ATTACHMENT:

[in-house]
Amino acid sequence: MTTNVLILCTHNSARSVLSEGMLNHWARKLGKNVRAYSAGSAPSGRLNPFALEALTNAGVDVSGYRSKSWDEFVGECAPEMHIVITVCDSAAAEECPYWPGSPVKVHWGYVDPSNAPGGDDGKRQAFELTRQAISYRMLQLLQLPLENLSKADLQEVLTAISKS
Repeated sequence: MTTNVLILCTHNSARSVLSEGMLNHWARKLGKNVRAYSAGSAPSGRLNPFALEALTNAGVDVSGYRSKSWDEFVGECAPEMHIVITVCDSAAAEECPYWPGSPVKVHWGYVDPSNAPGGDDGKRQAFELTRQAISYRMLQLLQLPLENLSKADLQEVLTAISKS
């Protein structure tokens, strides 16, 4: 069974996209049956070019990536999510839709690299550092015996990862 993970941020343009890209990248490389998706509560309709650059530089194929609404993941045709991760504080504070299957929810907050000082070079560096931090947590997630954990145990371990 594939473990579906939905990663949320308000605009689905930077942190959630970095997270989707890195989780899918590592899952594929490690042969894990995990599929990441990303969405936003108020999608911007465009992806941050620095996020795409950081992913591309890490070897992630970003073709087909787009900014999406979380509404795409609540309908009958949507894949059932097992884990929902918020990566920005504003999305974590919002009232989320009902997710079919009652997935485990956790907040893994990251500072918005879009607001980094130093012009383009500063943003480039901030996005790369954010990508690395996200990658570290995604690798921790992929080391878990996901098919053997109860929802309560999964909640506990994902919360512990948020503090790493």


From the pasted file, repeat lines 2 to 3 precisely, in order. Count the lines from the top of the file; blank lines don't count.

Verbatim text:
Amino acid sequence: MTTNVLILCTHNSARSVLSEGMLNHWARKLGKNVRAYSAGSAPSGRLNPFALEALTNAGVDVSGYRSKSWDEFVGECAPEMHIVITVCDSAAAEECPYWPGSPVKVHWGYVDPSNAPGGDDGKRQAFELTRQAISYRMLQLLQLPLENLSKADLQEVLTAISKS
Repeated sequence: MTTNVLILCTHNSARSVLSEGMLNHWARKLGKNVRAYSAGSAPSGRLNPFALEALTNAGVDVSGYRSKSWDEFVGECAPEMHIVITVCDSAAAEECPYWPGSPVKVHWGYVDPSNAPGGDDGKRQAFELTRQAISYRMLQLLQLPLENLSKADLQEVLTAISKS